Topics dealing with mental health, grief, relationships and the sole reliance on trusting God.
All articles are written by Debra Pasquella.
A Work in Progress
While driving to the store with my mother the other day, we were talking about life in general and how different we become every ten years or so. She asked, "Do you notice how different we change every ten years?" I never really thought about it until I quickly reviewed my life in a matter of five seconds. Ten years ago I was a hot mess. Madelene and I had separated for a while to sort things out and I headed into a downward spiral of depression, which resulted in many alcohol binges. I had developed a lot of toxic relationships, friendship-wise as well as intimately. I didn't like myself very much...or at all. Ten years before that chaotic period, I was trying to pursue a career and landed some great jobs as a temp. It finally led me to IBM where I worked in finance, dressed like a stuffed shirt and traveled a few times (hate traveling) with my co-workers to other branches for senseless one hour meetings scattered throughout the day. Nothing like mud coffee, beige sheets and sharing a room with your annoying female boss at a Best Western. I hated it, but it was the only way I could make something of myself - to make money - to say, "Yes, I work for IBM", to which most of my friends were surprised at because ten years before that, I was the little dirtbag in school who would eventually quit. The funny thing is, most interviewers at a company will ask you, "Where do you see yourselves in five years?" I ask, "Where do you see yourselves in ten years? Do we even have ten more years left?" Sometimes I was actually tempted to say, "Well lemme' just get my little crystal ball out fer' ya." I needed the job though. No time to be a wiseass.
So here I am ten years later from being that train wreck who spent most of her time sitting on barstools fermenting her liver, partying every night and treating hangovers in the morning, to a new 'me'. Is it better? I'm not quite sure. I will say that I learned an awful lot though during my journey. I've been hurt badly by others, as well as hurting others as well along the way. My apologies were all received, sometimes rejected and sometimes not. I've made a lot of mistakes, but no regrets because I learned a great deal by making them. I've burned a few bridges in my past, and when I think about turning around to cross over one, I step up to the edge and realize that it's all charred and unstable wood now. I can't trust that it'll hold me once again like it used to, in order to walk across. Most likely, it'll dump me like a sack of potatoes into a raging river. I'll stay on the edge thank you. If someone ever decides to build it back up again, I may take a step forward to see what's on the other side.
Still thinking within those ten years back -- I never cooked. I hated being home. I wasn't into pets or ever thought about having one. I didn't like the thought of 'contentment' or having a peaceful life. I wanted excitement every second of the day, every second of the night. I'm married now. I work from home with the occasional trip to a meeting or a film/photo shoot in order to do my work. And, I love it this way. I cook, I clean...I even have a dog. My corporate days are behind me now. My barstool days are long gone, but I still enjoy a good glass of wine or a martini (or two), mostly at home. If I am at a bar, it's because my wife and I love to eat dinner at our local bar and grill. But no more nights of closing out the bar or those awful hangovers. My life is filled with more family, friends and a passion for what I do in life - which is my work. I never had passion for finance and accounting or being stuck in some cubicle trying to make an unstable living, because well, there's no such thing as job security anyway. It can be taken away from you as quickly as it was obtained. I actually enjoy the moment instead of wishing it was Friday all the time.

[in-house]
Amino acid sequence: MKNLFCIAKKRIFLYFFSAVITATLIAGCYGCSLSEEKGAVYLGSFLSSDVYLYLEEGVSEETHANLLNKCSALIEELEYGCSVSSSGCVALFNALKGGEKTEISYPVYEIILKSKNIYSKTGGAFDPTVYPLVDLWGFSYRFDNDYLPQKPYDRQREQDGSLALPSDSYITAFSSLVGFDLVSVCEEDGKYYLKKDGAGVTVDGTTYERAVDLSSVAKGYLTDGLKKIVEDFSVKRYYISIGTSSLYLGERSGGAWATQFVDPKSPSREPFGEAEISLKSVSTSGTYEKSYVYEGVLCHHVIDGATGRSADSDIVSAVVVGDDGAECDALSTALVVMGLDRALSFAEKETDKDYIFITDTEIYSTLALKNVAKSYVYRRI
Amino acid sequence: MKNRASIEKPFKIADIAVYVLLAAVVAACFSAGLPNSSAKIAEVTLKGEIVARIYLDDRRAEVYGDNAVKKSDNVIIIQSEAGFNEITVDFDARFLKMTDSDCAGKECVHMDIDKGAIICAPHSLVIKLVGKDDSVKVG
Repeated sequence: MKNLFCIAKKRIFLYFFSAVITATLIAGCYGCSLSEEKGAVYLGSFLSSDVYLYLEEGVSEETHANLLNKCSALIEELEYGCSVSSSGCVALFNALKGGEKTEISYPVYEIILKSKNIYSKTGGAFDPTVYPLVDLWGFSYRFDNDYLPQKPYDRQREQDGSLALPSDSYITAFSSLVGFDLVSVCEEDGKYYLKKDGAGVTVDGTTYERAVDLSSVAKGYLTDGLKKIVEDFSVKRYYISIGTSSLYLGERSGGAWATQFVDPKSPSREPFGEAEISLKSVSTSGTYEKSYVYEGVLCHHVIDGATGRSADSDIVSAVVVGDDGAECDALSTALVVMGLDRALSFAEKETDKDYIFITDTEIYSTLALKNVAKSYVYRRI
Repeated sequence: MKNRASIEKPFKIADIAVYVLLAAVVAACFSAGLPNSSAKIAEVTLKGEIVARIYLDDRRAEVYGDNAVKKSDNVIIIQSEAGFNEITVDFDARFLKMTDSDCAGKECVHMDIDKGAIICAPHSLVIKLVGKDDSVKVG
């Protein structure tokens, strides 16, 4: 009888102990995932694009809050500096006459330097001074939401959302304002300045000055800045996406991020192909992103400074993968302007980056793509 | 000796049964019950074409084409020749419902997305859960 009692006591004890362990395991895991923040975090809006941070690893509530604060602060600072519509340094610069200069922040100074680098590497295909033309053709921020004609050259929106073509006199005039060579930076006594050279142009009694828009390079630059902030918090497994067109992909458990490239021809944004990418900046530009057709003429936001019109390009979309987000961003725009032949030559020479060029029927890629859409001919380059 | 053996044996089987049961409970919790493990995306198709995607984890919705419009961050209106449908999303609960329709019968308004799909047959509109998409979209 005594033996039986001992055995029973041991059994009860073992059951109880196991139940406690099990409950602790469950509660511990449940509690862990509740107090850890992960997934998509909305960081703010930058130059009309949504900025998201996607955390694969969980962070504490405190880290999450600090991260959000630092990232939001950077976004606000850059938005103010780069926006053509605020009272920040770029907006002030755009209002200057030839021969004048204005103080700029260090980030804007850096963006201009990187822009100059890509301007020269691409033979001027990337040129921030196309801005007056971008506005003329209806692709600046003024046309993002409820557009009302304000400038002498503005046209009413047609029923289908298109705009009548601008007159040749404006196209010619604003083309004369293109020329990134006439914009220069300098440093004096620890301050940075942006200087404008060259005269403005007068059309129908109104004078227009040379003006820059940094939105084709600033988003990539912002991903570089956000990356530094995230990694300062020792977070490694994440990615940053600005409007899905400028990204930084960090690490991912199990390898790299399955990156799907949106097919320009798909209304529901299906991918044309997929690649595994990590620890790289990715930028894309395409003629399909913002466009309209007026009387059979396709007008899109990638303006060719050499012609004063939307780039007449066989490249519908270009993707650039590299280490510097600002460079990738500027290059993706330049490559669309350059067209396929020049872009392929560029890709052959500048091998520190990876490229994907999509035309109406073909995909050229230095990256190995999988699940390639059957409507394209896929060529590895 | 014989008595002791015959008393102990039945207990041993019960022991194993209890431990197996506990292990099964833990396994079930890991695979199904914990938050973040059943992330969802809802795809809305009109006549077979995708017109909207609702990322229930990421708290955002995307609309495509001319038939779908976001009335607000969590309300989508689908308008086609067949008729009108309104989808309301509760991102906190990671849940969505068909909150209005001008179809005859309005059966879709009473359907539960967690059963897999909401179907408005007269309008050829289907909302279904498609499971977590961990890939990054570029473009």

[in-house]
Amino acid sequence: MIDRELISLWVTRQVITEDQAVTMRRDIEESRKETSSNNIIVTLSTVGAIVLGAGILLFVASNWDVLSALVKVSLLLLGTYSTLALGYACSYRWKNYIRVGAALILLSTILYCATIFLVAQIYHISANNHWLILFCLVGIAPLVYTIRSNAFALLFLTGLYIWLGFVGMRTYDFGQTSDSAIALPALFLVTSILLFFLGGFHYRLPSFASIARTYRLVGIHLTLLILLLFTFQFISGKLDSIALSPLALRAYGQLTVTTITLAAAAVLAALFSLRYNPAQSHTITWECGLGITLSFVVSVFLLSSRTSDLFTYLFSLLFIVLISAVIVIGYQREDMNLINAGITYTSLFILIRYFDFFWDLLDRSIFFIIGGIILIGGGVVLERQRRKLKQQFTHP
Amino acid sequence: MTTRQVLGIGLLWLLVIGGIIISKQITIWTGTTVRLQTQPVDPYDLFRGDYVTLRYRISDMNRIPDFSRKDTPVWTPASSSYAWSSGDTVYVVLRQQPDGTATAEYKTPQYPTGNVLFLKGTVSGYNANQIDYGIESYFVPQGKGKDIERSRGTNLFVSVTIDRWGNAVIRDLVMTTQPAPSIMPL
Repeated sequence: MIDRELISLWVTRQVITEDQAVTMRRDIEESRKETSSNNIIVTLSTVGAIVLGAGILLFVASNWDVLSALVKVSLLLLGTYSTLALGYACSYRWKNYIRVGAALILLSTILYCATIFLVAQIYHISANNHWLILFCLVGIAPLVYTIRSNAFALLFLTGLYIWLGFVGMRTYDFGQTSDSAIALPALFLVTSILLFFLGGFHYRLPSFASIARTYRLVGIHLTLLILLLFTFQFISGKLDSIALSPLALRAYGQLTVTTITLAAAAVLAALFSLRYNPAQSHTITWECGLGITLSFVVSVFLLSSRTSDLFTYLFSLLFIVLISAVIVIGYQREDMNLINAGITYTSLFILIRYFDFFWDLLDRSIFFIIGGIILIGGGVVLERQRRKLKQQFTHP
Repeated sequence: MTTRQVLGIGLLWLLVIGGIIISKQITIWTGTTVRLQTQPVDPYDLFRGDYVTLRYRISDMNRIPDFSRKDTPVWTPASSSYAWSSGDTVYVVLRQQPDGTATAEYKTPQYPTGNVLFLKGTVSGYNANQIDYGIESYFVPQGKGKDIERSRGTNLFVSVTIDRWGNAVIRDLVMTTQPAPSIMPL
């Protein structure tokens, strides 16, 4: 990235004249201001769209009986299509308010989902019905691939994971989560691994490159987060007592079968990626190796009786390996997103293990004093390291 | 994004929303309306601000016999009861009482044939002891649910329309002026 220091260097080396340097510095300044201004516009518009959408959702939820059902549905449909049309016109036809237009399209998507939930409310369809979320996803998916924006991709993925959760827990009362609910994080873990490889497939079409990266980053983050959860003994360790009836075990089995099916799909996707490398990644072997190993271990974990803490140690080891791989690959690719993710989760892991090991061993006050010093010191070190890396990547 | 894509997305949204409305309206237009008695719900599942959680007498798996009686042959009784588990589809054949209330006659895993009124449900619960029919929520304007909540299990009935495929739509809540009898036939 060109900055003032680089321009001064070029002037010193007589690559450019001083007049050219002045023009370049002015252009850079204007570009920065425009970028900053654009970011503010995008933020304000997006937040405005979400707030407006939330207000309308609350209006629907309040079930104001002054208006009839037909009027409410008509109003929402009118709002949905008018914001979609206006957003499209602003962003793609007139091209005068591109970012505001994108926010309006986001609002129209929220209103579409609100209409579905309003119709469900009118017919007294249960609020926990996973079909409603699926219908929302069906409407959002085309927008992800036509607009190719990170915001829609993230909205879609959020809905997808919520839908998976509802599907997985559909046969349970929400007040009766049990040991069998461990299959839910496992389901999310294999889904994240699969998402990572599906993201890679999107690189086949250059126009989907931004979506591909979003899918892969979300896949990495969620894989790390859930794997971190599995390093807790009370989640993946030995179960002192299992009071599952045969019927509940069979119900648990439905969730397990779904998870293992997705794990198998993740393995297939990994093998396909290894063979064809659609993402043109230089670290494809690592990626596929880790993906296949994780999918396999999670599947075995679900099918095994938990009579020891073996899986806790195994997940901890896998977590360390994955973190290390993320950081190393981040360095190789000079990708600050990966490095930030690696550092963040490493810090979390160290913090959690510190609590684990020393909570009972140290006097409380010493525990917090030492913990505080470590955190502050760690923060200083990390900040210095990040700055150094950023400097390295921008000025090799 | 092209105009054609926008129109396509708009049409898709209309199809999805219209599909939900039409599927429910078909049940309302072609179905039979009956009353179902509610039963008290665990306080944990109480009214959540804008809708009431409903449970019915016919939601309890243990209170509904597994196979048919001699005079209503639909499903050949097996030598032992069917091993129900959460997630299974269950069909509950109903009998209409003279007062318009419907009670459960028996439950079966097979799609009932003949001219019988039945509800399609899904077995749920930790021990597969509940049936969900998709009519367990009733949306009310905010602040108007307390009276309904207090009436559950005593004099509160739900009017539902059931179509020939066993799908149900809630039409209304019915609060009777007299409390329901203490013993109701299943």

I truly believe all of us evolve in various ways throughout the years. We change. We're no longer the people we used to be. We stop doing 'this' and start doing another 'thing'. We develop new friends and develop different mindsets and views on life. My views today are much different than what they were ten years ago. In fact, my book was written almost ten years ago, and although I still hold the same values of what I had written, my views have changed a great deal. I'm more accepting to different religions, learning many things from each belief or even the lack thereof. My 'right wing' views have tilted over a bit, leaning more to the left after seeing so much political nonsense. I like to be corrected when I'm wrong, no longer trying to hold on for dear life to the 'I'm right card'. I'm willing to be accountable for my actions and having the ability to not retaliate when somebody hurts me. I now just walk away or remain silent. If you think that's "defeat", then that's fine. For me, it's stepping out of a negative situation to make a better life for myself, or in some cases, giving someone else a bit of peace from 'me' when I'm not welcomed. And that's okay. Look Mom! I'm all grown up now! ....But good God, I still have so much to learn. Maybe another ten years I'll reach that point. I'm a work in progress, please be patient.